This month marks the 12th anniversary of the Marvel Cinematic Universe and the release of Iron Man. The 2008 film was the flagship for largest cinematic universe in film history, and proved that comic book movies benefit more so from capturing the essence of their characters than from trying to mimic plotlines.
While one of the most popular heroes nowadays, Iron Man was a huge risk for Marvel to rest their cinematic universe on. Unlike Spider-Man or Batman, Tony Stark didn’t have the same cultural presence; however, everyone embraced Robert Downey Jr.’s Iron Man by the time the film wrapped its theatrical run, and it was primarily because of his character.
While the movie has a lot to praise, the script itself was unconventional to say the least. It was revealed by Jeff Bridges that during rehearsals and filming Downey, him and director Jon Favreau were re-working the script, but, despite this, the film took off. This can be credited to the fact that Downey and Favreau, regardless of where the story was going, knew the direction Tony would go.
That’s the benefit of having decades worth of canon. Debuting in Stan Lee, Larry Lieber, Steve Ditko, Gene Colan and Don Heck’s Tales of Suspense #39, Iron Man has decades worth of comics to pull from. While there are hundreds of stories to try to adapt, it’s better to develop a representation of his character based on the themes presented over the years. Iron Man is particularly great to adapt because, regardless of the story, he is rooted in Lee’s original vision of him.
“If there was one thing [the young readers] hated, it was war,” Lee said in an interview for Iron Man. “So I got a hero who represented that to the hundredth degree. He was a weapons manufacturer… he was rich, he was an industrialist. I thought it would be fun to take the kind of character that nobody would like… and shove him down their throats and make them like him.”
As long as this part of Tony stayed the same, the film could go in any direction story wise, even if it wasn’t comic accurate, which the first film is not in terms of plot and character relationships. Tony’s original backstory is rooted in the Vietnam War, but placing the movie in the 60s would make it a period piece, adding an unnecessary obstacle. Along with that, several character dynamics, including his relationship with Pepper Potts and Obidah Stan, change from the comics.
These changes improve the film because they benefit Tony’s character. He is still a combative person in a contemporary setting, which stays true to Lee’s vision more so than a rehashing of dated politics and tropes. Meanwhile, pushing his relationship with Pepper to the forefront and making Obidah a family friend gives Tony a personal connection to the stakes at hand, and it makes his conflict more relatable, once again conforming to Lee’s vision.
With the massive success of Iron Man, the model of basing the films off the characters instead of the comic arcs was set in motion for the MCU. Captain America: The First Avenger, for instance, would capture the essence of Steve Rogers despite the film not being tied directly to a singular arc and changing his dynamic with several characters. What makes Chris Evan’s iteration of Cap so strong is the same thing that makes Downey’s Iron Man so strong; their characters’ moral fibers stay intact despite the changes to the source material.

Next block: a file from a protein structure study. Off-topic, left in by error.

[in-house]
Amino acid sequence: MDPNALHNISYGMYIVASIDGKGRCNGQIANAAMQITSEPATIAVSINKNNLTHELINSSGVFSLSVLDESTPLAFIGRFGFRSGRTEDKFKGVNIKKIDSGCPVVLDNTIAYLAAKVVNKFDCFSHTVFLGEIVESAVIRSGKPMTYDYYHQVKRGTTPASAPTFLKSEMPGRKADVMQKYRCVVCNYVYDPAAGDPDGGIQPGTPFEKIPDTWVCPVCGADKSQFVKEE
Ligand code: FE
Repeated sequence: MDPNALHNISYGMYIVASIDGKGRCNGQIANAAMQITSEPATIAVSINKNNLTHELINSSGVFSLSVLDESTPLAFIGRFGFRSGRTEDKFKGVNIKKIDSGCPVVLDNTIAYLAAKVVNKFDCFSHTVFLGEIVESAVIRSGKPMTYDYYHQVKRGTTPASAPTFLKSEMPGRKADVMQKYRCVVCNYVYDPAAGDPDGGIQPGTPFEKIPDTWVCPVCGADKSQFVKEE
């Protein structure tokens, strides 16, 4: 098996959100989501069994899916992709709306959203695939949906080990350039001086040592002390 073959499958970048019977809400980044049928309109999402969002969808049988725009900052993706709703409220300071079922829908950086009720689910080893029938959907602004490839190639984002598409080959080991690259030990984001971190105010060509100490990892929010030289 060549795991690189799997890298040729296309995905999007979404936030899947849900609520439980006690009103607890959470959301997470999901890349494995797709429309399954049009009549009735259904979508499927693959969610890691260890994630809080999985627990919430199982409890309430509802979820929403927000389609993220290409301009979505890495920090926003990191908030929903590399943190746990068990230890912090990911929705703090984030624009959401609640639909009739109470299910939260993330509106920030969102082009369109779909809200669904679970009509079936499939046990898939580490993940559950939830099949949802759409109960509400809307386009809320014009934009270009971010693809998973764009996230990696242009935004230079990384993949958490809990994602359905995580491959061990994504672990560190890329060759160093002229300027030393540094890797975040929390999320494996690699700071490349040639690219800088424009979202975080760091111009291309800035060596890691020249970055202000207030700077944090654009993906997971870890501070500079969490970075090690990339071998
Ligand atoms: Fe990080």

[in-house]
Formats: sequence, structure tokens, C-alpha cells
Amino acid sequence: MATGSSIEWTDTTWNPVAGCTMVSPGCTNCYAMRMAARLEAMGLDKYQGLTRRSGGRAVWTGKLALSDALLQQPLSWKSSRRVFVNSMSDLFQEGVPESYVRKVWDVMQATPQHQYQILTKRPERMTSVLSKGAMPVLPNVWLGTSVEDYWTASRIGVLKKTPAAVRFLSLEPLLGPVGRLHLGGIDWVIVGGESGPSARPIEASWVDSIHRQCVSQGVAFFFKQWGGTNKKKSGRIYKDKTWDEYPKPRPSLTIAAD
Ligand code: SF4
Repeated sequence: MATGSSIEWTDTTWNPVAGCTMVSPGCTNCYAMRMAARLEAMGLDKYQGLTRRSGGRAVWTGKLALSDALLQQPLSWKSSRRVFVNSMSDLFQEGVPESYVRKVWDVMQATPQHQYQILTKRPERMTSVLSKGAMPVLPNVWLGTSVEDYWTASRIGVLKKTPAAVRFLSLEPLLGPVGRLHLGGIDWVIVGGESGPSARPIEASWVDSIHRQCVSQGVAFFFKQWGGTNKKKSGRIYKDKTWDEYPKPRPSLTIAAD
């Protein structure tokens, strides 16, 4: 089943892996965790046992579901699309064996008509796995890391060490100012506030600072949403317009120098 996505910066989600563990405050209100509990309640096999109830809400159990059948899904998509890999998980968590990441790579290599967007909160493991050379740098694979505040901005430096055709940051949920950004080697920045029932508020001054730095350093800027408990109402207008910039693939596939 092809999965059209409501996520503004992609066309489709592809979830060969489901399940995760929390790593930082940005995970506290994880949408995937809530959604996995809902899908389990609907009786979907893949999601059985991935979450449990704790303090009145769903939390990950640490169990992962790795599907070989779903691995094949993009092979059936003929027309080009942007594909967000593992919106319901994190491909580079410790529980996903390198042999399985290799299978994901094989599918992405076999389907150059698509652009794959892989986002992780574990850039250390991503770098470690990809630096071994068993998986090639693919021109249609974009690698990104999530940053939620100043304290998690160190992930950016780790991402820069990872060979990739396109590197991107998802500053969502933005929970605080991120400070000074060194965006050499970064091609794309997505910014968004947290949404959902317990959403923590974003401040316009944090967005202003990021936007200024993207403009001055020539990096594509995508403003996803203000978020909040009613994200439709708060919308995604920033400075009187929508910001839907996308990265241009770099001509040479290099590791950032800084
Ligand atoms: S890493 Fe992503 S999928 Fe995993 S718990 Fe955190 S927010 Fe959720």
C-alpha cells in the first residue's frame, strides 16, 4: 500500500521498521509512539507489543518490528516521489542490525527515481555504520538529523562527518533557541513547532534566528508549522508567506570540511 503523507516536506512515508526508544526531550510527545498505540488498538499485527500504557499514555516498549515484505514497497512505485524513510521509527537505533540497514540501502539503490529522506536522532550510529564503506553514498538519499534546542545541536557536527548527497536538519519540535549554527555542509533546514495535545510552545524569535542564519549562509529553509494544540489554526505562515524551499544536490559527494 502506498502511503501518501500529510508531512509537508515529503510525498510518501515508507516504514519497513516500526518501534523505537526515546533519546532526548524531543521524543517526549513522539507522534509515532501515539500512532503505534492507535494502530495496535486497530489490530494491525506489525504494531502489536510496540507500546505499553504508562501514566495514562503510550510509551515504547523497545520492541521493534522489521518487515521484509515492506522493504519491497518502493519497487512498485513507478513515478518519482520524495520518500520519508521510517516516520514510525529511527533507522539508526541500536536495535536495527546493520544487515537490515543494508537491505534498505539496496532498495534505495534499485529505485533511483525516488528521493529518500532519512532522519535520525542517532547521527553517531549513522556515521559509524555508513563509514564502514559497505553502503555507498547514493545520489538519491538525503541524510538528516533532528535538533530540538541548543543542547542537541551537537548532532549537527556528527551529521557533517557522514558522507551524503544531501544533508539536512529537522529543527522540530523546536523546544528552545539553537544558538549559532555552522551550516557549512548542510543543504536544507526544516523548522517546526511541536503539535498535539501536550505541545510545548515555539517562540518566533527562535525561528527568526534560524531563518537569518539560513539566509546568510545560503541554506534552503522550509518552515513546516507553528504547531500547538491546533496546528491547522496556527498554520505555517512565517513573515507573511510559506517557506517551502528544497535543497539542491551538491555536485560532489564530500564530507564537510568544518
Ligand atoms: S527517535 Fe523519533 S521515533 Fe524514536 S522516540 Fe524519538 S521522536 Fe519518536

This is also evident in the films that directly pull from established comic arcs, like Captain America: Civil War. This film elevates the idea of re-creating the essence of the character by applying it to the events as well. While there are numerous things changed from the comics, the film still reads as Civil War because it captures the heart of the arc, which is Tony and Steve splitting the superhero world in two over their conflicting beliefs.
This movie is successful because of this take on adaptation as well as how the characters drive the story. Instead of having the politics of the Sokovia Accords be the primary conflict, the issues are personal with Steve fighting to save his friend and Tony fighting to avenge his mother. While the politics of the accords are important, what propels the story and makes it more engaging are the characters’ personal connections.
There are films that defy the model set in place by Iron Man. Thor: Ragnarok, while it does a similar job at pulling themes from comic arcs instead of replicating the events, changes Thor’s personality in a way that better suits the MCU, but he is different from his comic self, who is more like the God of Thunder in 2011’s Thor.
Iron Man changed the world of film at large and catapulted the MCU. Along with giving fans a character they would love for more than a decade, the movie set the standards of adaptation for Marvel. While the events of the movies matter, when it comes to adapting the source material, it’s the titular characters and the themes tied to them that matter the most.
KEEP READING: Iron Man Nearly Started a Civil War with… Black Widow?!
2008's Iron Man was the flagship of the MCU and proved the best way to adapt comics to film is by focusing on the characters first over plot.